From star to servant: How Cannon Allen found his new role

Cannon Allen was bred to be a star athlete. His parents were college athletes. His sisters are college athletes. His grandfather ran track at Indiana.

“It was kind of the culture of the Allen household,” Cannon says. “That’s what I was going to be, and I was very successful in everything I did.”

The sport that Allen loved the most, though, was soccer. He was a standout, scoring over 60 goals for his high school team. He had already been recruited to play at Wheaton and his future seemed to be aligned perfectly. But despite the individual accolades, it was his junior year that left a bad taste in Allen’s mouth. Allen played for a club team comprised of talented individuals who did not care for each other. They had a lot of on field success, but the general atmosphere was selfish.  To say his experience was frustrating would be an understatement.

“It was the worst team dynamic I had ever experienced.” Allen recalls.

It was so bad that during the third place game for State Cup, a fed up Allen asked to be subbed out. Little did Allen know that it would be the last soccer game he would play for almost five years.

“Walking off that field, I never thought that was potentially my last game,” Allen says. “But it almost was.”

Allen’s future took a sharp turn during a basketball game his senior year of high school. At the end of a blowout win with the underclassmen at the scorer’s table ready to take out the seniors, Allen went up to block a layup. He collided with the other player, landed awkwardly on his right foot and, as he describes it, felt his knee “literally explode.”

After getting an MRI, a doctor told Allen he had “done quite a number on the knee,” and would require major surgery.

“I remember looking at my mom and saying ‘I am never going to be an athlete again,” Allen recalls.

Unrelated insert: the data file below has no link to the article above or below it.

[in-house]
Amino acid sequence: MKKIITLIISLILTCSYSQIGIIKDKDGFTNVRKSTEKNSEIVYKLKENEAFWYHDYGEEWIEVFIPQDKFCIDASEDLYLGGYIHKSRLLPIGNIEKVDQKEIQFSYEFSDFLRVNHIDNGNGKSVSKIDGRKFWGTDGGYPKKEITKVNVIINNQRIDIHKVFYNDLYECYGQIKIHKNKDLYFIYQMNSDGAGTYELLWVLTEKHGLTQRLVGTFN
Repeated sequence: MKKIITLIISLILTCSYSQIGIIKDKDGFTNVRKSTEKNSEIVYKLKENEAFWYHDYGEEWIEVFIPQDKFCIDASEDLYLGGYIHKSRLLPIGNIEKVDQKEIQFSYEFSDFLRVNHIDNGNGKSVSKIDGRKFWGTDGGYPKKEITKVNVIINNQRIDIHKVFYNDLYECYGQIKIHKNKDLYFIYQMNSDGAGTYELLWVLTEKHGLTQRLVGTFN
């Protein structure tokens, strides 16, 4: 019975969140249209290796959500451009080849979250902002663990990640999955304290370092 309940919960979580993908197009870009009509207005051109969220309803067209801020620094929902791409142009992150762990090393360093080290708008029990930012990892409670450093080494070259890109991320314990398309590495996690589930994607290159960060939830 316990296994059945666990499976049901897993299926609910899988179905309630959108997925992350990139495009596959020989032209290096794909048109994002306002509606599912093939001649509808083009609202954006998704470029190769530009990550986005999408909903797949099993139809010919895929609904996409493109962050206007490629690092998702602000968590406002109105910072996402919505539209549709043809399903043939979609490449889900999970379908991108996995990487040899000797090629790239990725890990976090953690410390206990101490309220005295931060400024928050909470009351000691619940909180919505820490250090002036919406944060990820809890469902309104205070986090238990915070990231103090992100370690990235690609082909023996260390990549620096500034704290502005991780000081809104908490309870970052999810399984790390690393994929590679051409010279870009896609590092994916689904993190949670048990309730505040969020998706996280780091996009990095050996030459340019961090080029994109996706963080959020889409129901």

The injury caused Allen to miss his entire freshman soccer season at Wheaton, and, as he prepared for a comeback in the fall of his sophomore year, he had a major setback. At one of the first practices of the regular season, Allen turned and badly tore the meniscus in the same knee. This time doctors had to remove 60 percent of the meniscus, forcing Allen to miss the rest of that season and his junior year as well.

“That night, I remember lying in bed and weeping,” Allen says. “I just thought ‘I am never going to play the sport I love.’”

With one year left at Wheaton, Allen made another attempt at a comeback this season, admittedly as a shell of his former self. As a result, he had to take on new roles: as a servant and a leader

“It was pretty transformative, to go through two bad injuries,” Allen says, “with my mind knowing what I could do, but my body can’t do it anymore, and being okay with it. I find myself having to serve the other 29 guys on the team to be served, which I never had to do before.”

“He has always responded by finding other ways to serve and benefit the team,” Allen’s teammate, fellow senior Jordan Golz says. “I have never met another college athlete who has responded to injuries like Cannon has.”

On the field, Allen’s service was rewarded on Saturday, Oct. 25 against North Central. With Wheaton leading 4-1 late in the game, the starters were subbed out and Allen, for the first time in his career, got his chance to step onto the field for a college soccer game.

“It was kind of surreal, not having been out there in years,” Allen recollects.

It did not take long for Allen to leave his mark. With a couple of minutes left, Allen got the ball at the top of the box and, for reasons still unknown to everyone there, the seas parted for one shot.

“No one this year has had that wide open of a look,” Allen says. “It was really weird. I hit it, and I didn’t even watch it go in.”

“It was absolutely incredible,: Golz recalls “I really can’t put into words the team’s spirits after that goal, but it was something Cannon, my teammates and I will never forget.”

In terms of the game’s final, Allen’s goal meant little. But despite the fact that the win over North Central was a key win in Wheaton’s run to a CCIW title, it was Allen’s goal that became the talk of the town. Everyone around him was ecstatic to see the culmination of four years of hard work and rehab result in a goal. Allen, on the other hand, saw it not as his moment but as another piece in what has become a lifelong lesson.

“The last three years has been a time when I have had to make myself the smallest man,” Allen says. “I would have loved for me to have learned it another way, but hey.”

The damage to Allen’s knee has kept him out of the rotation for his senior season. And while he sometimes wishes he could play more, he has fully embraced his purpose on this team.

“Everyone is fighting for playing time, and I’m just battling to play,” Allen says. “The fact that I can just put on practice gear and my cleats are about to rip and all I’ve gotten to do my senior year is practice? I love it.”

Allen has yet to miss a practice all season.

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